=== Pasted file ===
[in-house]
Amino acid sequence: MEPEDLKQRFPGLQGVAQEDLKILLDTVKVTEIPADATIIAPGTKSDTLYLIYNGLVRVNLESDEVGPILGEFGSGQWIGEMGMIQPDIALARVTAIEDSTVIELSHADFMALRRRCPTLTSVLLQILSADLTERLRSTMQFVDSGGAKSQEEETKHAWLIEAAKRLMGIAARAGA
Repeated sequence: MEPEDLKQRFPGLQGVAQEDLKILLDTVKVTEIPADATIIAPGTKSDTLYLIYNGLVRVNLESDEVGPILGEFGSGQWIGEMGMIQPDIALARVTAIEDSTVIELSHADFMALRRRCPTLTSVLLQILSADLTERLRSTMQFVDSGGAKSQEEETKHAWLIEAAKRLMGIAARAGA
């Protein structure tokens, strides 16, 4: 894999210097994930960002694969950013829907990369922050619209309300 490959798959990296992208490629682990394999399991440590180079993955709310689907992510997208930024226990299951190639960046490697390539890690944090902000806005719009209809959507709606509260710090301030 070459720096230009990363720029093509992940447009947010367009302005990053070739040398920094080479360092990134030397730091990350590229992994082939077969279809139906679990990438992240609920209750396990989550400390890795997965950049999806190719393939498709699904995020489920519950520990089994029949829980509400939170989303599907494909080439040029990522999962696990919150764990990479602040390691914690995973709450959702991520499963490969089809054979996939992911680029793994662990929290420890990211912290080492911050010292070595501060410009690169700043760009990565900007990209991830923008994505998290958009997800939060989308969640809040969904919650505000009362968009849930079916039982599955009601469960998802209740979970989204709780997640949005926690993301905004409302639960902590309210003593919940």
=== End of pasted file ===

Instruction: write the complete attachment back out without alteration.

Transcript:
[in-house]
Amino acid sequence: MEPEDLKQRFPGLQGVAQEDLKILLDTVKVTEIPADATIIAPGTKSDTLYLIYNGLVRVNLESDEVGPILGEFGSGQWIGEMGMIQPDIALARVTAIEDSTVIELSHADFMALRRRCPTLTSVLLQILSADLTERLRSTMQFVDSGGAKSQEEETKHAWLIEAAKRLMGIAARAGA
Repeated sequence: MEPEDLKQRFPGLQGVAQEDLKILLDTVKVTEIPADATIIAPGTKSDTLYLIYNGLVRVNLESDEVGPILGEFGSGQWIGEMGMIQPDIALARVTAIEDSTVIELSHADFMALRRRCPTLTSVLLQILSADLTERLRSTMQFVDSGGAKSQEEETKHAWLIEAAKRLMGIAARAGA
């Protein structure tokens, strides 16, 4: 894999210097994930960002694969950013829907990369922050619209309300 490959798959990296992208490629682990394999399991440590180079993955709310689907992510997208930024226990299951190639960046490697390539890690944090902000806005719009209809959507709606509260710090301030 070459720096230009990363720029093509992940447009947010367009302005990053070739040398920094080479360092990134030397730091990350590229992994082939077969279809139906679990990438992240609920209750396990989550400390890795997965950049999806190719393939498709699904995020489920519950520990089994029949829980509400939170989303599907494909080439040029990522999962696990919150764990990479602040390691914690995973709450959702991520499963490969089809054979996939992911680029793994662990929290420890990211912290080492911050010292070595501060410009690169700043760009990565900007990209991830923008994505998290958009997800939060989308969640809040969904919650505000009362968009849930079916039982599955009601469960998802209740979970989204709780997640949005926690993301905004409302639960902590309210003593919940």